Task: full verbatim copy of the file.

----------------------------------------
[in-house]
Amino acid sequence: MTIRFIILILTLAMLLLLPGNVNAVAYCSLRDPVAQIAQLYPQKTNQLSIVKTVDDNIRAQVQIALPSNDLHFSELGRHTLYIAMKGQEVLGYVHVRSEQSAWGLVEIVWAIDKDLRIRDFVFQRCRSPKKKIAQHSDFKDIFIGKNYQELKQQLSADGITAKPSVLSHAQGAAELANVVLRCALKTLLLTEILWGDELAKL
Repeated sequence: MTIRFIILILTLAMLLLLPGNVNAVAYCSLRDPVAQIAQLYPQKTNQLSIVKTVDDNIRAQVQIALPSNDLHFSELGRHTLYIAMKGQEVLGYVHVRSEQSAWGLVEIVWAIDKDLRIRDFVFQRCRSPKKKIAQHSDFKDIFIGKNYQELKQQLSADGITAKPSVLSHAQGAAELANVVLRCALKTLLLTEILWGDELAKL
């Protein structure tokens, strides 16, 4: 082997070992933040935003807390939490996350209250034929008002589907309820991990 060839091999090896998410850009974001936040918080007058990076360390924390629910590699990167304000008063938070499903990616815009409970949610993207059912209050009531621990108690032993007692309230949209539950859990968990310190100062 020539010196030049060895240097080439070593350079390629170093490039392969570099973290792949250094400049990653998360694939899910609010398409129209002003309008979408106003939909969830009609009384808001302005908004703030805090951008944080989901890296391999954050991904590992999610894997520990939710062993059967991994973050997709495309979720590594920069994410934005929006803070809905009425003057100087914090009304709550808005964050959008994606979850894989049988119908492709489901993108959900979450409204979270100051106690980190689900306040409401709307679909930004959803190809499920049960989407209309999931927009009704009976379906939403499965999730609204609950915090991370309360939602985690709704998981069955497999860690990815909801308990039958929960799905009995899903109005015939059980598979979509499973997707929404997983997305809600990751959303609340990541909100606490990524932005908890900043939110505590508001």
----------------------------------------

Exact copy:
[in-house]
Amino acid sequence: MTIRFIILILTLAMLLLLPGNVNAVAYCSLRDPVAQIAQLYPQKTNQLSIVKTVDDNIRAQVQIALPSNDLHFSELGRHTLYIAMKGQEVLGYVHVRSEQSAWGLVEIVWAIDKDLRIRDFVFQRCRSPKKKIAQHSDFKDIFIGKNYQELKQQLSADGITAKPSVLSHAQGAAELANVVLRCALKTLLLTEILWGDELAKL
Repeated sequence: MTIRFIILILTLAMLLLLPGNVNAVAYCSLRDPVAQIAQLYPQKTNQLSIVKTVDDNIRAQVQIALPSNDLHFSELGRHTLYIAMKGQEVLGYVHVRSEQSAWGLVEIVWAIDKDLRIRDFVFQRCRSPKKKIAQHSDFKDIFIGKNYQELKQQLSADGITAKPSVLSHAQGAAELANVVLRCALKTLLLTEILWGDELAKL
């Protein structure tokens, strides 16, 4: 082997070992933040935003807390939490996350209250034929008002589907309820991990 060839091999090896998410850009974001936040918080007058990076360390924390629910590699990167304000008063938070499903990616815009409970949610993207059912209050009531621990108690032993007692309230949209539950859990968990310190100062 020539010196030049060895240097080439070593350079390629170093490039392969570099973290792949250094400049990653998360694939899910609010398409129209002003309008979408106003939909969830009609009384808001302005908004703030805090951008944080989901890296391999954050991904590992999610894997520990939710062993059967991994973050997709495309979720590594920069994410934005929006803070809905009425003057100087914090009304709550808005964050959008994606979850894989049988119908492709489901993108959900979450409204979270100051106690980190689900306040409401709307679909930004959803190809499920049960989407209309999931927009009704009976379906939403499965999730609204609950915090991370309360939602985690709704998981069955497999860690990815909801308990039958929960799905009995899903109005015939059980598979979509499973997707929404997983997305809600990751959303609340990541909100606490990524932005908890900043939110505590508001």